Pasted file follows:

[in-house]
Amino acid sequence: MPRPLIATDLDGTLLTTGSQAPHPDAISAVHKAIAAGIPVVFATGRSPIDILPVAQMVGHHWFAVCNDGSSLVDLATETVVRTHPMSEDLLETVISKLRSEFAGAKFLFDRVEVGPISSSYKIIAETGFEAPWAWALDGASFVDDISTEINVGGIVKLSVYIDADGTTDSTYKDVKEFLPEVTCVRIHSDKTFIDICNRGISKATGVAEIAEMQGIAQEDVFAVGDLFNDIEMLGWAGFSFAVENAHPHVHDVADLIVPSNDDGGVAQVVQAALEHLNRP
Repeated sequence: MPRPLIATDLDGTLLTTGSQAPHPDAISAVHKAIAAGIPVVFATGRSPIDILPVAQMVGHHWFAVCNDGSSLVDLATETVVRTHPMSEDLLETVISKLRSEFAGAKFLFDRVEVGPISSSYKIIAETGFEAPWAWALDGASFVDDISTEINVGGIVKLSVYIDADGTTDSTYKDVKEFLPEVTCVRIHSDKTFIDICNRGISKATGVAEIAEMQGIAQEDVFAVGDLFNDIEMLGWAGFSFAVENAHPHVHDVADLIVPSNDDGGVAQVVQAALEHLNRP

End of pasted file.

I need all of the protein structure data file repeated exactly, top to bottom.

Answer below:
[in-house]
Amino acid sequence: MPRPLIATDLDGTLLTTGSQAPHPDAISAVHKAIAAGIPVVFATGRSPIDILPVAQMVGHHWFAVCNDGSSLVDLATETVVRTHPMSEDLLETVISKLRSEFAGAKFLFDRVEVGPISSSYKIIAETGFEAPWAWALDGASFVDDISTEINVGGIVKLSVYIDADGTTDSTYKDVKEFLPEVTCVRIHSDKTFIDICNRGISKATGVAEIAEMQGIAQEDVFAVGDLFNDIEMLGWAGFSFAVENAHPHVHDVADLIVPSNDDGGVAQVVQAALEHLNRP
Repeated sequence: MPRPLIATDLDGTLLTTGSQAPHPDAISAVHKAIAAGIPVVFATGRSPIDILPVAQMVGHHWFAVCNDGSSLVDLATETVVRTHPMSEDLLETVISKLRSEFAGAKFLFDRVEVGPISSSYKIIAETGFEAPWAWALDGASFVDDISTEINVGGIVKLSVYIDADGTTDSTYKDVKEFLPEVTCVRIHSDKTFIDICNRGISKATGVAEIAEMQGIAQEDVFAVGDLFNDIEMLGWAGFSFAVENAHPHVHDVADLIVPSNDDGGVAQVVQAALEHLNRP